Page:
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Spotlight on Shakespeare By the Sea

For anyone that frequents the theater, especially smaller theaters, it is not uncommon to hear pleas for donations; big or small, they’ll take them all. Theaters struggle to make ends meet and more often than not it is due to the generous giving of patrons and their community that they are able to live to see another day. However, if the pleas at a production of Shakespeare By the Sea seem more fervent than most – there’s even a raffle – there is a very good reason for that. All performances presented are done so free of charge. That’s right, you can grab a picnic and a blanket and enjoy Shakespeare under the stars for free.

Shakespeare By the Sea started out in 1998 as an extension of producing artistic director Lisa Coffi’s college thesis project. Her first production of “Comedy of Errors” in San Pedro amazed everyone involved by attracting more than 3000 people to its nine performances. Because of that success they came back for a second year, then a third, then a fourth, and eventually started doing two shows instead of one. Then came the decision that truly makes this company stand out, Shakespeare By the Sea took their shows on the road. Since the cast, whom doubles as the crew, had to break down the set everyday anyway, why not store it in a moving truck and bring the shows to people who otherwise wouldn’t get a chance to see them?

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Today, Shakespeare By the Sea performs in over 20 cities up and down the coast from Alta Dena to Torrance to Hermosa Beach; all that’s needed is power, restrooms and an interest. Some cities help subsidize the performance and others don’t. The rest of the funding comes from corporate sponsors and raffle/T-shirt sales and donations from patrons. Coffi describes the fundraising as a constant day-to-day struggle, but a struggle that is worth the effort and there are no plans to start charging admission any time in the near future.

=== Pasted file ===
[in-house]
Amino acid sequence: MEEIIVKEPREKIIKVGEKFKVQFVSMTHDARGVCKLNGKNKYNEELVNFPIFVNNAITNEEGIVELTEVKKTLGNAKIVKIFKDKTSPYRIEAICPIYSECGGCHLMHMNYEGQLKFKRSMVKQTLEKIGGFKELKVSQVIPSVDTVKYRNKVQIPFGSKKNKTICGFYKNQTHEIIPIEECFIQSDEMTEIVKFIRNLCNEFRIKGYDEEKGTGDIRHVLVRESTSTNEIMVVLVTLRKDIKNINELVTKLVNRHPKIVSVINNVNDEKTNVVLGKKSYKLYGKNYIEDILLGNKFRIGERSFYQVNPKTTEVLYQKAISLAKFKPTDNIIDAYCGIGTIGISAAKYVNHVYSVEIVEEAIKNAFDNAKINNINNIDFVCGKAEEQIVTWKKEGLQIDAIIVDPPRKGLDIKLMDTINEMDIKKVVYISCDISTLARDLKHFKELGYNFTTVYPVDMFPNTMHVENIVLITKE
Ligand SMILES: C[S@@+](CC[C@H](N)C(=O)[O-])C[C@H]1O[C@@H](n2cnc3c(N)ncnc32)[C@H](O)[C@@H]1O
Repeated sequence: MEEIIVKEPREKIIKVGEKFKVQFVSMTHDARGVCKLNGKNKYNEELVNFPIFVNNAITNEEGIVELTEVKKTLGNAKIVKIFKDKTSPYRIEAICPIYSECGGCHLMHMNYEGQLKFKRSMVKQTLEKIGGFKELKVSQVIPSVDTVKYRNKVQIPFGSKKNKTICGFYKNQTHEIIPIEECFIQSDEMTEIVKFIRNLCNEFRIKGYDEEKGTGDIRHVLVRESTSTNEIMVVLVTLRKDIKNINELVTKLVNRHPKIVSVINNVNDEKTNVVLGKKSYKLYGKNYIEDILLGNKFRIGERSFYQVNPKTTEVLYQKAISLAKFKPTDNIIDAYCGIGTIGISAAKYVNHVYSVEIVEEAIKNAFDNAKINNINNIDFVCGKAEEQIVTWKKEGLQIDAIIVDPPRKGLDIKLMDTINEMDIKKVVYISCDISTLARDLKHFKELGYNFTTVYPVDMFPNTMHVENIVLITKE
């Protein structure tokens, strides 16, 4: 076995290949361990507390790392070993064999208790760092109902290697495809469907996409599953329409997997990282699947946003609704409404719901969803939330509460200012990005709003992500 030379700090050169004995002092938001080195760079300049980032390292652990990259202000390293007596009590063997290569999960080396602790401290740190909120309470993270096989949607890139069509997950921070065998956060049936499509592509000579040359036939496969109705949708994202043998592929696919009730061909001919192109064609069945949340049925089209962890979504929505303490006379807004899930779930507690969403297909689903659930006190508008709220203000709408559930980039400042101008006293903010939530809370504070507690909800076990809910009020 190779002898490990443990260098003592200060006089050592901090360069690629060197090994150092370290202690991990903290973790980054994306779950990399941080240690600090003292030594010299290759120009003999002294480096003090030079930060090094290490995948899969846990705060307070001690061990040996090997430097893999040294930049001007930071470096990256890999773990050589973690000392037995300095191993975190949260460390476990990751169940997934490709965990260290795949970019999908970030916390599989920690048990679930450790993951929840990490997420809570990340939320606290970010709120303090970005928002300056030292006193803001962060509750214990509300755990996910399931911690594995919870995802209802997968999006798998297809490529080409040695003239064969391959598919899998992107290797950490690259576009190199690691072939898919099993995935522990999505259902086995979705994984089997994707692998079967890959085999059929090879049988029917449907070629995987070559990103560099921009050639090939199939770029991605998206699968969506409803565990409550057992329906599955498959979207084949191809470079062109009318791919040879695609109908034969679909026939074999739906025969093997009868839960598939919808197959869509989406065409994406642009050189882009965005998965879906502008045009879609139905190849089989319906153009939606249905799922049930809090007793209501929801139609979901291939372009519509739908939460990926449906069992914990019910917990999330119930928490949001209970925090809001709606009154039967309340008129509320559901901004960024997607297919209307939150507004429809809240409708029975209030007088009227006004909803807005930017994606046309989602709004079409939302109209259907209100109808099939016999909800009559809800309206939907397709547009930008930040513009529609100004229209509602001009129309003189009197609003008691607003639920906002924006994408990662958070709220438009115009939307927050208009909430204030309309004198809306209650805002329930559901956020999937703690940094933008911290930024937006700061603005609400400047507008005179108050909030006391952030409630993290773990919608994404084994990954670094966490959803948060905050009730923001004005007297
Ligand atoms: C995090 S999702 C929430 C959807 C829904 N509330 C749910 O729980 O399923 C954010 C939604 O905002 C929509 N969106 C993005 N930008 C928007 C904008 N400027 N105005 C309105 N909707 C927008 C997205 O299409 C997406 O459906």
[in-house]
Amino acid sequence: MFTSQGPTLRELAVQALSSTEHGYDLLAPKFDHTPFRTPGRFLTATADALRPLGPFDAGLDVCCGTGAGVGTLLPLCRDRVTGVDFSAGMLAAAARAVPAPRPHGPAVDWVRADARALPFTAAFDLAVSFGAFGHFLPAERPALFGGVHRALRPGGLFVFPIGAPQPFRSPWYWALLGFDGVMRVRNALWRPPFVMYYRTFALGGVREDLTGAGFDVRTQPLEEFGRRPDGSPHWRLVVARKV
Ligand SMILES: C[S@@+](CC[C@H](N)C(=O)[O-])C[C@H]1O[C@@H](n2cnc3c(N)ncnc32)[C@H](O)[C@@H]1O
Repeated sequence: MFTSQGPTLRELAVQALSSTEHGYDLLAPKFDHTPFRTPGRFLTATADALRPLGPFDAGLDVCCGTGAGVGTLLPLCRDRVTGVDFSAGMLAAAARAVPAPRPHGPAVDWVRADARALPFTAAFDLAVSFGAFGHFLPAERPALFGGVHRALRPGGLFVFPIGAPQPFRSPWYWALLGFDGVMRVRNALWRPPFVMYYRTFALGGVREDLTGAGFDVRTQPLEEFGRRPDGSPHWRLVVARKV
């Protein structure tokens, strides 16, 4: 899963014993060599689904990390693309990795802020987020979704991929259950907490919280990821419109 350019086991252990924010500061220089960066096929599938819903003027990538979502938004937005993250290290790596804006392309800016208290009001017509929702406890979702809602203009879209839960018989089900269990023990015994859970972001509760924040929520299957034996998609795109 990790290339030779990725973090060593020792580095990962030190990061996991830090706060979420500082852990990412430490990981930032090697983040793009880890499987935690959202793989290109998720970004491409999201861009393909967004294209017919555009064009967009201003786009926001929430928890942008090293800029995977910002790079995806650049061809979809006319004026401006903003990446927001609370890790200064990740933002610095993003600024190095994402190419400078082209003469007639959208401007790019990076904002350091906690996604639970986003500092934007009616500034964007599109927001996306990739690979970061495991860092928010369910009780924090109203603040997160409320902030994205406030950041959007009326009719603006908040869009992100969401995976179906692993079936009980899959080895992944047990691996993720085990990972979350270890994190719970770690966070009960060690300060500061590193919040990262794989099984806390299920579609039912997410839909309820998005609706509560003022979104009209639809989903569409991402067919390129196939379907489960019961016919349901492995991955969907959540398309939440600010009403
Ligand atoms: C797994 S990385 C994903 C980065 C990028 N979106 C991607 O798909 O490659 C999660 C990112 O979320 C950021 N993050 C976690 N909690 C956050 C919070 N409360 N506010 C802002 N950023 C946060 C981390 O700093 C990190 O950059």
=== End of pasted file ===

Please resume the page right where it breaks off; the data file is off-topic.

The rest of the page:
“At any given night you can actually see someone who’s sitting in the audience in one of the more well-to-do neighborhoods with their bottle of wine and they’re all to-do and you look behind them and in a row there’s a mom with six kids eating Kentucky Fried Chicken,” said Coffi. “So you know the mom with six kids eating Kentucky Fried Chicken would never pay $10 a head for those six kids to come see Shakespeare. So, you know that affects me . . . I was affected by theater, so I’m pretty sure that somewhere in there we’re affecting other people . . . it’s what keeps me wanting to do it.“

Obviously there are going to be concessions made to keep the shows free. Programs are $2 to cover the cost of printing them, and you aren’t going to find Henry on the moon or the Midsummer lovers in a 50’s diner. Coffi, describes their brand of Shakespeare as broad strokes Shakespeare. Costumes and set will imply the period that the show is from, but the main focus is on telling the story, telling it well and telling it to people who wouldn’t otherwise be exposed. So far, they are succeeding admirably.

The 2013 season is comprised of “King John” and “Alls Well that Ends Well” running in rep and at the time of publication there are 18 shows remaining. Dates and locations can be found online at www.shakespearebythesea.org.


*Coverage provided for  the Culver City News